The need for a strong advocate for all in the riding should still be the over riding focus for Ms. Rice. Her first four years provided for mixed results in that advocacy, she was late to the call for some issues in that period and will need to sharpen her elbows to make sure that the concerns of the North Coast gain more notice, regardless of which party in the end forms the new government.

During the course of the five weeks of campaigning, the NDP incumbent frequently noted that she believed that she had been a strong representative for the region at the Legislature

Ms. Rice has seen that belief endorsed by a significant number of voters and been rewarded for her efforts with numbers larger than four years ago. By any measure, the NDP message here and her dedication towards it has resonated for many, those positions clearly finding favour  by the majority of those who marked their ballots.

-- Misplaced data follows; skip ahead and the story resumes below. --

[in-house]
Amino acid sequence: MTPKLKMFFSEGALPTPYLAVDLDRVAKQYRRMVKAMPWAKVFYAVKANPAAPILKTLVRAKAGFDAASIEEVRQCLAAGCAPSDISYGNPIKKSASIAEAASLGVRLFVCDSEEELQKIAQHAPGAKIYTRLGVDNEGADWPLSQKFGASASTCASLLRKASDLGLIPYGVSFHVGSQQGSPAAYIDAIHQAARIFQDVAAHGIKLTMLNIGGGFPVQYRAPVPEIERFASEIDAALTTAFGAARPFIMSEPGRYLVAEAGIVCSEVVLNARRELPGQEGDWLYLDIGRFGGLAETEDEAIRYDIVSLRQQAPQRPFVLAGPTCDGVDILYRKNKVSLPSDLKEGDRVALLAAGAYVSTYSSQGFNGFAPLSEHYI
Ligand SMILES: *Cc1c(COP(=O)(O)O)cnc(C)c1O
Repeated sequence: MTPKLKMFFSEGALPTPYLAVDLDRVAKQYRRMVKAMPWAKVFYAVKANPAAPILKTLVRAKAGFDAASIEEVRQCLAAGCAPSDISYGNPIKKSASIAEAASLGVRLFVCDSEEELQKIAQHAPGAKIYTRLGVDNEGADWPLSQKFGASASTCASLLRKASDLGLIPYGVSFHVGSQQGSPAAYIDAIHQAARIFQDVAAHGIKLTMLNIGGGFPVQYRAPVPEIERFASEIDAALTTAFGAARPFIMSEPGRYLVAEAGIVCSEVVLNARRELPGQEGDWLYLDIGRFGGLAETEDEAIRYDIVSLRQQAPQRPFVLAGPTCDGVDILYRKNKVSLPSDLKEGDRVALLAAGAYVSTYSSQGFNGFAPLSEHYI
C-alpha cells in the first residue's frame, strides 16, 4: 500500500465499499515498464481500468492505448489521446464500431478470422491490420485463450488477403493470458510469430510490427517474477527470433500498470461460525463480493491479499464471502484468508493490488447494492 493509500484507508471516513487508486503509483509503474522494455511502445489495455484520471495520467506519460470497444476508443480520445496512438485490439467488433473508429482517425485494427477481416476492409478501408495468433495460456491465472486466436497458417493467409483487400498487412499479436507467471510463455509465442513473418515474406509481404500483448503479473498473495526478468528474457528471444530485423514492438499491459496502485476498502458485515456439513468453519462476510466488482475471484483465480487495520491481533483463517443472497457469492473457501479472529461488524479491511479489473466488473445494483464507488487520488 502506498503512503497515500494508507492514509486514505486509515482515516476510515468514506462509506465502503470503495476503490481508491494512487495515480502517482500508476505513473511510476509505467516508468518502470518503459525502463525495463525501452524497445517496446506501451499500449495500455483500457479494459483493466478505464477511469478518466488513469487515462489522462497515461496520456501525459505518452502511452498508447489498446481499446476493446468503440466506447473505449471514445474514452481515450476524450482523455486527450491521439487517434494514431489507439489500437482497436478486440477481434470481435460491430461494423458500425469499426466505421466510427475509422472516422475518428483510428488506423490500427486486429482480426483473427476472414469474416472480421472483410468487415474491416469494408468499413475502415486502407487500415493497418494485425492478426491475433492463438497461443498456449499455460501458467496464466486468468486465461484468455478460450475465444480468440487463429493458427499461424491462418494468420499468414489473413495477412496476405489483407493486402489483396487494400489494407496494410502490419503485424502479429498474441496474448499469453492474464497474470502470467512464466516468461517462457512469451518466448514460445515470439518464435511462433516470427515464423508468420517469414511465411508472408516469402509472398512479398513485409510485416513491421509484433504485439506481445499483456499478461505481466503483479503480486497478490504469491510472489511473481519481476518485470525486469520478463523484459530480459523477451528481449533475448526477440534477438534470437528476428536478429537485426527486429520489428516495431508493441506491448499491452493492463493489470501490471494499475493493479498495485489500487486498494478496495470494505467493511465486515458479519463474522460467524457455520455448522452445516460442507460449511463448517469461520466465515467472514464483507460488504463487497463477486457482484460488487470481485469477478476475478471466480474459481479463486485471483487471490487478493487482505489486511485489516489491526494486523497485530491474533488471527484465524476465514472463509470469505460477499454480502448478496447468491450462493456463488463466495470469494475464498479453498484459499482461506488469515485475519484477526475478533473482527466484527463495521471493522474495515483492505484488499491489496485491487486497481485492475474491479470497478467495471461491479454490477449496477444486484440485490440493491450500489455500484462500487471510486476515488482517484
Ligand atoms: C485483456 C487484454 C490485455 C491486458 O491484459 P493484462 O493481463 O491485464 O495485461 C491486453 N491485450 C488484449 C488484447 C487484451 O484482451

The returning MLA's task ahead is to take to her duties with strong engagement, reflecting not only the policies and beliefs of her party, but to also listen to all of her constituents and to take the concerns of the many communities that she represents back to Victoria.

As she, like all of us, waits to see how the political landscape settles in the weeks to come, Ms. Rice can begin to prepare her own Legislative blue print, ensuring that even in a riding as far from the Legislature as the North Coast is, that our many challenges are acted upon and our issues and concerns are heard loudly and frequently.

We've been collecting notes from the provincial campaign over at our political portal D'Arcy McGee, you can review last night's items there.

As the day moves along we'll also be updating our North Coast votes archive page as well, tracking the developments from the Northwest.